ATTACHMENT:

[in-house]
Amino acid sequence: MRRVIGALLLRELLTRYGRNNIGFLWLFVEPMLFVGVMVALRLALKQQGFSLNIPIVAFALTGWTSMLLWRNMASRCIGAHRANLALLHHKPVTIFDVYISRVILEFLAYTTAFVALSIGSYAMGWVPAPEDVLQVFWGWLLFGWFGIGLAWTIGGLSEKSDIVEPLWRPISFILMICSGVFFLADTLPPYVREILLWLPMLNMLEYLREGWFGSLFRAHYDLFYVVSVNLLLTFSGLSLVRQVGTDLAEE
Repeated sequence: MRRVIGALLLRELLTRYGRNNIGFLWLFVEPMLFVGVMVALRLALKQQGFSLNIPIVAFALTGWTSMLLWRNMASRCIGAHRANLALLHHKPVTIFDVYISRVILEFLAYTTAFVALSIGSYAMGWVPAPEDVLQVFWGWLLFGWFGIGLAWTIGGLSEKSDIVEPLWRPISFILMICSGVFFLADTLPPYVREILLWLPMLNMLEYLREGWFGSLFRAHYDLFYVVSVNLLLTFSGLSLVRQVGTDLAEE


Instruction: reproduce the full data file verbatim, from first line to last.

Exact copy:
[in-house]
Amino acid sequence: MRRVIGALLLRELLTRYGRNNIGFLWLFVEPMLFVGVMVALRLALKQQGFSLNIPIVAFALTGWTSMLLWRNMASRCIGAHRANLALLHHKPVTIFDVYISRVILEFLAYTTAFVALSIGSYAMGWVPAPEDVLQVFWGWLLFGWFGIGLAWTIGGLSEKSDIVEPLWRPISFILMICSGVFFLADTLPPYVREILLWLPMLNMLEYLREGWFGSLFRAHYDLFYVVSVNLLLTFSGLSLVRQVGTDLAEE
Repeated sequence: MRRVIGALLLRELLTRYGRNNIGFLWLFVEPMLFVGVMVALRLALKQQGFSLNIPIVAFALTGWTSMLLWRNMASRCIGAHRANLALLHHKPVTIFDVYISRVILEFLAYTTAFVALSIGSYAMGWVPAPEDVLQVFWGWLLFGWFGIGLAWTIGGLSEKSDIVEPLWRPISFILMICSGVFFLADTLPPYVREILLWLPMLNMLEYLREGWFGSLFRAHYDLFYVVSVNLLLTFSGLSLVRQVGTDLAEE